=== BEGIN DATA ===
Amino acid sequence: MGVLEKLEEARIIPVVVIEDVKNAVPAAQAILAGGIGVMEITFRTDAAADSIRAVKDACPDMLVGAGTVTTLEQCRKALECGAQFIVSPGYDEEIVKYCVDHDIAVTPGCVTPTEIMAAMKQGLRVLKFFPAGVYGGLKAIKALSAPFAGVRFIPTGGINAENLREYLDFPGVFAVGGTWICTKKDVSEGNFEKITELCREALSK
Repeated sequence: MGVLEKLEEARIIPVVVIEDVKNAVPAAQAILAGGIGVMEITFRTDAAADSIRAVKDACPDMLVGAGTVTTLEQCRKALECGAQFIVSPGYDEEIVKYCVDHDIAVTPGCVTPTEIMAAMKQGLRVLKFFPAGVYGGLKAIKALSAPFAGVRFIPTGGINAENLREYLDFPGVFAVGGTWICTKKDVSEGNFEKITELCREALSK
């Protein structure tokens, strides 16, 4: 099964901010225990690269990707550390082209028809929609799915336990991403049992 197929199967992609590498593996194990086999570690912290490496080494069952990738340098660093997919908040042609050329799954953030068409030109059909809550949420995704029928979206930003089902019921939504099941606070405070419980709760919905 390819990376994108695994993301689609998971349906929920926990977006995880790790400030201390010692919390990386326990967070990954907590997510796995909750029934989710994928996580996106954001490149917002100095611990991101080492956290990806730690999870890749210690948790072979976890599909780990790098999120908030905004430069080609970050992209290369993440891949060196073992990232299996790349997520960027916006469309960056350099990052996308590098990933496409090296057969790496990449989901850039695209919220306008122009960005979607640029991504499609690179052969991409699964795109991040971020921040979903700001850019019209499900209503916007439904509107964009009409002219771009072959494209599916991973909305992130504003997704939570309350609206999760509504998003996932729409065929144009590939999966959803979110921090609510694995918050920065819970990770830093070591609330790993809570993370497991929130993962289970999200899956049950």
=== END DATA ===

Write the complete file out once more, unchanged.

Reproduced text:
Amino acid sequence: MGVLEKLEEARIIPVVVIEDVKNAVPAAQAILAGGIGVMEITFRTDAAADSIRAVKDACPDMLVGAGTVTTLEQCRKALECGAQFIVSPGYDEEIVKYCVDHDIAVTPGCVTPTEIMAAMKQGLRVLKFFPAGVYGGLKAIKALSAPFAGVRFIPTGGINAENLREYLDFPGVFAVGGTWICTKKDVSEGNFEKITELCREALSK
Repeated sequence: MGVLEKLEEARIIPVVVIEDVKNAVPAAQAILAGGIGVMEITFRTDAAADSIRAVKDACPDMLVGAGTVTTLEQCRKALECGAQFIVSPGYDEEIVKYCVDHDIAVTPGCVTPTEIMAAMKQGLRVLKFFPAGVYGGLKAIKALSAPFAGVRFIPTGGINAENLREYLDFPGVFAVGGTWICTKKDVSEGNFEKITELCREALSK
């Protein structure tokens, strides 16, 4: 099964901010225990690269990707550390082209028809929609799915336990991403049992 197929199967992609590498593996194990086999570690912290490496080494069952990738340098660093997919908040042609050329799954953030068409030109059909809550949420995704029928979206930003089902019921939504099941606070405070419980709760919905 390819990376994108695994993301689609998971349906929920926990977006995880790790400030201390010692919390990386326990967070990954907590997510796995909750029934989710994928996580996106954001490149917002100095611990991101080492956290990806730690999870890749210690948790072979976890599909780990790098999120908030905004430069080609970050992209290369993440891949060196073992990232299996790349997520960027916006469309960056350099990052996308590098990933496409090296057969790496990449989901850039695209919220306008122009960005979607640029991504499609690179052969991409699964795109991040971020921040979903700001850019019209499900209503916007439904509107964009009409002219771009072959494209599916991973909305992130504003997704939570309350609206999760509504998003996932729409065929144009590939999966959803979110921090609510694995918050920065819970990770830093070591609330790993809570993370497991929130993962289970999200899956049950």